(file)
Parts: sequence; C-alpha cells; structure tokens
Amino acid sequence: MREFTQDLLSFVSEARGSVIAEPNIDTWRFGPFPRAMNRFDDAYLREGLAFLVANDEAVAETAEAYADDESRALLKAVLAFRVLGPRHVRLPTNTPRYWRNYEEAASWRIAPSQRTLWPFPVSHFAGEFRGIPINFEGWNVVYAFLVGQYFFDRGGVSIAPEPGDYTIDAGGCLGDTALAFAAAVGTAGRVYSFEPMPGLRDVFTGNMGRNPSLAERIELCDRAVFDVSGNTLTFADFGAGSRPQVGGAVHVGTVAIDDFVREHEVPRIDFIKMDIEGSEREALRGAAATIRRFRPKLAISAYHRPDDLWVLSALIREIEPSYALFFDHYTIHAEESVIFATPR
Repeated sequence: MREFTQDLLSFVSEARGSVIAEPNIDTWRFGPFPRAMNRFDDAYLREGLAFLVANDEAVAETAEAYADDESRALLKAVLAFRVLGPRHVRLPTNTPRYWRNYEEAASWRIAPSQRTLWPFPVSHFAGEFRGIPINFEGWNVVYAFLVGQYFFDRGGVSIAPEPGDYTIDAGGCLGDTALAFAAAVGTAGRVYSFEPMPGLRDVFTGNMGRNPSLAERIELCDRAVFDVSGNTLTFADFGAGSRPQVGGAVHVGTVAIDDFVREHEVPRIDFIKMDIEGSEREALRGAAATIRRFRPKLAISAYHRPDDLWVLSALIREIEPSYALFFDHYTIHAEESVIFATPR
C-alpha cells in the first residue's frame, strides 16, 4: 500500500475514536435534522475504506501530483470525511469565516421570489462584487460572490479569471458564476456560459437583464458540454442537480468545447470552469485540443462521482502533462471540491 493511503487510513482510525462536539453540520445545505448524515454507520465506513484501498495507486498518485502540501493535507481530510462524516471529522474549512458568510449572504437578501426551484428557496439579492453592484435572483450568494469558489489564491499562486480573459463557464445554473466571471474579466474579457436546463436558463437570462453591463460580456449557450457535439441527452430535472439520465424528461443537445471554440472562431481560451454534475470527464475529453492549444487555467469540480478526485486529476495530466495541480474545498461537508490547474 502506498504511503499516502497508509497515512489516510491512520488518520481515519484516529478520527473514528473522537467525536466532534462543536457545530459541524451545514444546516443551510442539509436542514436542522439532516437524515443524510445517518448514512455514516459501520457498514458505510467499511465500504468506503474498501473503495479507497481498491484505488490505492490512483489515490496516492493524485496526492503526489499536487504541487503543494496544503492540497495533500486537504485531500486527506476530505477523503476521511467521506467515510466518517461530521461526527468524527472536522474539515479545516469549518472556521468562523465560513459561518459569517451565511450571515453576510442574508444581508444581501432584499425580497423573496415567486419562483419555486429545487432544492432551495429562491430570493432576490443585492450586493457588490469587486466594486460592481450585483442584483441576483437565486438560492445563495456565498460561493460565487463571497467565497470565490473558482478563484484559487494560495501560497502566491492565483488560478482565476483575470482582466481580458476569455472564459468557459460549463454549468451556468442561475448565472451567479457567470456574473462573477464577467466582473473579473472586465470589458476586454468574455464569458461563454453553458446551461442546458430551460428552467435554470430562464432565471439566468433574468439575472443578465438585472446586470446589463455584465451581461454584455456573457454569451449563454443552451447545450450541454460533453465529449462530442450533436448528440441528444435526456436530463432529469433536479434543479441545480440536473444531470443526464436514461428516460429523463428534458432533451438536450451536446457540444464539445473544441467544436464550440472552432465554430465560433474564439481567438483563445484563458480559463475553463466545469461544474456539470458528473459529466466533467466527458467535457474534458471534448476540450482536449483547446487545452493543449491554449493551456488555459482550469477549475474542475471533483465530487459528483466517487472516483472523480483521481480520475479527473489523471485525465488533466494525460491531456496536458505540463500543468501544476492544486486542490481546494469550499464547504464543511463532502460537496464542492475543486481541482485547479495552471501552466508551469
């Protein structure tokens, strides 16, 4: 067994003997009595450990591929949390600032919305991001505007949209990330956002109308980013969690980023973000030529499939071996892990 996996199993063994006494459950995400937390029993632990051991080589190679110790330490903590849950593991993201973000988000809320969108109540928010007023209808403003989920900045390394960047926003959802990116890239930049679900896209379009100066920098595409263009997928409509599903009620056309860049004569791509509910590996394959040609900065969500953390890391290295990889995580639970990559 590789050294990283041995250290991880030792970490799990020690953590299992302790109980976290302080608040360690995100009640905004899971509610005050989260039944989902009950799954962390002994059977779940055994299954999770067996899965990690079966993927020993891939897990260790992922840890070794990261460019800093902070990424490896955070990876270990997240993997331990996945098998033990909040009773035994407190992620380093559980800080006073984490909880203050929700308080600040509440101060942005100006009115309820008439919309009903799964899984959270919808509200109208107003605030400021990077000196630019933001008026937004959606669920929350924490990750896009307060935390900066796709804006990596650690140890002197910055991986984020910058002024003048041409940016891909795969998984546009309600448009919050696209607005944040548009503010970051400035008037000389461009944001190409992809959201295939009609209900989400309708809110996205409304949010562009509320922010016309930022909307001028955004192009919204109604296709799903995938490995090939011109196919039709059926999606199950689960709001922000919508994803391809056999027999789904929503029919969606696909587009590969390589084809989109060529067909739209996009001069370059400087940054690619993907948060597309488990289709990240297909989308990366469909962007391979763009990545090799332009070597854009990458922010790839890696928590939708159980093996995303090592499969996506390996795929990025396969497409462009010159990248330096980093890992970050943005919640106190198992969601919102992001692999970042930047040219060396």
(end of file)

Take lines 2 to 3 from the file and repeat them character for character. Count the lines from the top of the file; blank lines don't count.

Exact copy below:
Amino acid sequence: MREFTQDLLSFVSEARGSVIAEPNIDTWRFGPFPRAMNRFDDAYLREGLAFLVANDEAVAETAEAYADDESRALLKAVLAFRVLGPRHVRLPTNTPRYWRNYEEAASWRIAPSQRTLWPFPVSHFAGEFRGIPINFEGWNVVYAFLVGQYFFDRGGVSIAPEPGDYTIDAGGCLGDTALAFAAAVGTAGRVYSFEPMPGLRDVFTGNMGRNPSLAERIELCDRAVFDVSGNTLTFADFGAGSRPQVGGAVHVGTVAIDDFVREHEVPRIDFIKMDIEGSEREALRGAAATIRRFRPKLAISAYHRPDDLWVLSALIREIEPSYALFFDHYTIHAEESVIFATPR
Repeated sequence: MREFTQDLLSFVSEARGSVIAEPNIDTWRFGPFPRAMNRFDDAYLREGLAFLVANDEAVAETAEAYADDESRALLKAVLAFRVLGPRHVRLPTNTPRYWRNYEEAASWRIAPSQRTLWPFPVSHFAGEFRGIPINFEGWNVVYAFLVGQYFFDRGGVSIAPEPGDYTIDAGGCLGDTALAFAAAVGTAGRVYSFEPMPGLRDVFTGNMGRNPSLAERIELCDRAVFDVSGNTLTFADFGAGSRPQVGGAVHVGTVAIDDFVREHEVPRIDFIKMDIEGSEREALRGAAATIRRFRPKLAISAYHRPDDLWVLSALIREIEPSYALFFDHYTIHAEESVIFATPR